Wind power plays a key role in more climate protection. The federal government now wants to tighten the thumbscrews. This is aimed primarily at federal states that have hitherto slowed down expansion.
For a significantly faster expansion of wind turbines in Germany, the federal government wants to make legal requirements for the federal states and thus increase the pressure. Strict distance rules to residential buildings should be overturned – if countries do not achieve new area targets.
The Ministry of Economics and Climate Protection presented plans on Wednesday. With a significantly faster expansion of wind power, climate goals should be achieved. On the other hand, this should help to become less dependent on fossil energies such as Russian gas.
In Swaimah, Jordan, Climate Protection Minister Robert Habeck (Greens) described the planned area targets for wind turbines and other changes as “milestones” for a faster expansion of renewable energies: “We’ve done it bad enough in the past.” Habeck had visited several countries and, for example in Bavaria, insisted on a faster expansion of wind power – now federal laws are to be changed.
Obligatory area targets
According to the draft law, a major obstacle to the expansion of onshore wind energy is the lack of available space. That is why the federal government wants to set legally binding area targets for onshore wind power: 1.4 percent of the federal area should be available for wind turbines by 2026 and two percent by 2032.
Different targets should apply to the individual countries because there are different requirements for wind energy. Area targets of 1.1 percent in 2026 and 1.8 percent in 2032 are planned for Bavaria, the largest state in terms of area – for Lower Saxony 1.7 percent and 2.2 percent. Lower Saxony is the number one wind power region.
In most countries, the planned area targets have so far been missed by far. According to the federal government, 0.8 percent of the state area is currently designated for onshore wind energy, but only 0.5 percent is actually available. The German Wind Energy Association had repeatedly spoken of a north-south divide in expansion: many more new wind turbines are being built in the north than in the south. Overall, however, the expansion has stalled in recent years, which is also due to the long planning and approval processes – the federal government also wants to solve the problem.
From the point of view of the industry and the climate protection and building ministries, strict regulations in countries regarding a minimum distance between wind turbines and residential areas act as a brake on expansion. Proponents, on the other hand, see it as a contribution to greater acceptance.
Habeck said “avoidance planning” was unacceptable. Specifically, a state opening clause in the building code is now to be reformed. So far, this has allowed the federal states to set minimum distances from residential buildings of up to 1000 meters – the so-called privileging of wind turbines can be revoked for this area. NRW used the clause. In Saxony and Brandenburg, a 1000-meter rule has been decided, in Thuringia it is planned. In Bavaria there is an even stricter rule, but the state government there wants to soften it.
According to the draft law, the minimum distance regulations should still be possible in the future. However, they should be linked to whether obligations under a planned “Wind Area Requirements Act” (WindBG) are met – i.e. whether the area targets are achieved in particular.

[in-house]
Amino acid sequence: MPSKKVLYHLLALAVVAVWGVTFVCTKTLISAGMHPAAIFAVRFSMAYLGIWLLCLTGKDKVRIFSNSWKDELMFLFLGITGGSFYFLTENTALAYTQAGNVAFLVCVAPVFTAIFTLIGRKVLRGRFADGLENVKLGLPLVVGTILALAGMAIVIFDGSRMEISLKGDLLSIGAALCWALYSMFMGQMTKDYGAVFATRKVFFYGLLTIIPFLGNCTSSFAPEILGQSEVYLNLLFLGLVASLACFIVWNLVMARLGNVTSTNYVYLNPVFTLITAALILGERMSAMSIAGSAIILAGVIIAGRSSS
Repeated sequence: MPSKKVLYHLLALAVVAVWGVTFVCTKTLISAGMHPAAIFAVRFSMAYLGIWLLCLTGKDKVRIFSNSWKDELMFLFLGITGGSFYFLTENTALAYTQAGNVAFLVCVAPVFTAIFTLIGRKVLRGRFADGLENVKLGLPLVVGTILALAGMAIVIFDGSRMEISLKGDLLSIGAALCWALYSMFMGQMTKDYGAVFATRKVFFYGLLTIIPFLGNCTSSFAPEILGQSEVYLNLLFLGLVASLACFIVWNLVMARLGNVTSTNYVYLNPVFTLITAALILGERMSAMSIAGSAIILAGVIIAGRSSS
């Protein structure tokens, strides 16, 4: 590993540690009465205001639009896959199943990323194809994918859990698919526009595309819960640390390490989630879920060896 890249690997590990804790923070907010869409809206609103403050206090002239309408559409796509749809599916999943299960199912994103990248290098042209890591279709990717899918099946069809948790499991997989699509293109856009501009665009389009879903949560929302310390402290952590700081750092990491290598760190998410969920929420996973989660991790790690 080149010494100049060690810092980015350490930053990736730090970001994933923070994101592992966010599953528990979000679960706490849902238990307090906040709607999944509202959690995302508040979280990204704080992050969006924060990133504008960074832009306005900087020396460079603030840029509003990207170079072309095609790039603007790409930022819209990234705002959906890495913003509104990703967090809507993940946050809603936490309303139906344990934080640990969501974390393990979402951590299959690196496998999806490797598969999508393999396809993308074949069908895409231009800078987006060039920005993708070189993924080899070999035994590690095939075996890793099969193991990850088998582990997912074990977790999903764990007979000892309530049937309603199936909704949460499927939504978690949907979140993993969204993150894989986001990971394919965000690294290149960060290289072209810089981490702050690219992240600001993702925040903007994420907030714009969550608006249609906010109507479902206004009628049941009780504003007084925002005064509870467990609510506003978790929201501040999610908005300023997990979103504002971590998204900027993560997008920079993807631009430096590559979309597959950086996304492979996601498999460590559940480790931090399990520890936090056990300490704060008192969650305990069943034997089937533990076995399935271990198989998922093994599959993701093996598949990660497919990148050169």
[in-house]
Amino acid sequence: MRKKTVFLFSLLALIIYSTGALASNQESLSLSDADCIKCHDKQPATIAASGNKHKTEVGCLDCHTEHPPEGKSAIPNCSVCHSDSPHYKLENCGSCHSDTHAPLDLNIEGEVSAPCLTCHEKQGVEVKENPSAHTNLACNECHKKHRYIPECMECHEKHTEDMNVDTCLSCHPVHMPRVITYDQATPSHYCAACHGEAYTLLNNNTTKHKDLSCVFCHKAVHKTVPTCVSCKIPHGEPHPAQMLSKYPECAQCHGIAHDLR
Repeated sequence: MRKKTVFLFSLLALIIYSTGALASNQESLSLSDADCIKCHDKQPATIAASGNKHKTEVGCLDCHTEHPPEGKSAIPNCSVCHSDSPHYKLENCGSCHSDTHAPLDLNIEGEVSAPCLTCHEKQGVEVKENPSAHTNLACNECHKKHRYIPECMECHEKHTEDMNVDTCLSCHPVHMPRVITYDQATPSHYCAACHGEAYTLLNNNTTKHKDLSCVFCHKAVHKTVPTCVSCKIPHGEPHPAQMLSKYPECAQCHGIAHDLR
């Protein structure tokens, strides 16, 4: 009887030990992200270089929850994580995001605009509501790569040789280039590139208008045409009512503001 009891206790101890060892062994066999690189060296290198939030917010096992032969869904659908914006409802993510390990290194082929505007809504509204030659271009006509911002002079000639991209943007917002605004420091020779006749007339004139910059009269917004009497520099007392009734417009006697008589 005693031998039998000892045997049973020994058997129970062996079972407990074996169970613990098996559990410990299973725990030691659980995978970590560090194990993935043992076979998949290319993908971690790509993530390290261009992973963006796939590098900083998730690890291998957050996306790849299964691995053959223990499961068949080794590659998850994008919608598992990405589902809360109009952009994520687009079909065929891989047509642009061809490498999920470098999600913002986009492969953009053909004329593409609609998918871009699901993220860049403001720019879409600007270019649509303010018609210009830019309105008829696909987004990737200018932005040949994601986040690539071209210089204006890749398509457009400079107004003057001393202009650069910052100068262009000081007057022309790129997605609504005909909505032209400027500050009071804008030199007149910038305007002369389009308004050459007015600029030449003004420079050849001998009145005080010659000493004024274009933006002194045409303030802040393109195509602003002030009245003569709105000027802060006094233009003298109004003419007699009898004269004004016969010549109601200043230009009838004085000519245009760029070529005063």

Countries that have so far lagged behind in the expansion of wind power must consider how they want to achieve the goals: whether wind turbines are built in commercial forests or rural areas – or closer to residential areas.
The federal government also wants to oblige the states to regulate that the minimum distances do not apply to areas that are planned for wind turbines. This is to prevent the following: Suitable areas have already been designated – but regulations on minimum distances prevent the construction of new wind turbines. Existing distance rules in the federal states should be adjusted accordingly by summer 2023.
The following mechanism is also planned: If a country does not adapt the minimum distance rule and does not achieve area targets, the distance regulations should become inapplicable – and automatically expire. This should also happen if a country has not done enough to achieve the area targets by 2024.
Even if distance rules should no longer be allowed to extend to “wind energy areas”, i.e. suitable priority areas – this does not mean that wind turbines are moving very close to residential areas. Because there are other legal requirements, for example in the Federal Immission Control Act, as Jürgen Quentin from the Onshore Wind Energy Agency explained. There are no fixed distance requirements. In the approval process, however, the noise propagation is evaluated, and the type of residential development is also taken into account. According to Quentin, this results in requirements that mean that the systems have to keep a certain distance. Judgments have been made over the years that wind turbines should not be closer than twice the system height to the residential area. With today’s system dimensions, this regularly means a distance of 500 meters to residential buildings.
transfer of land
Countries that exceed their targets should be able to transfer their wind areas to other countries – for example the windy Schleswig-Holstein to Bavaria. To this end, a state treaty is to be concluded by the summer of 2024. The question is what kind of compensation there is for countries that expand a lot. For the non-city states, the transfer is limited to 25 percent of the respective area value.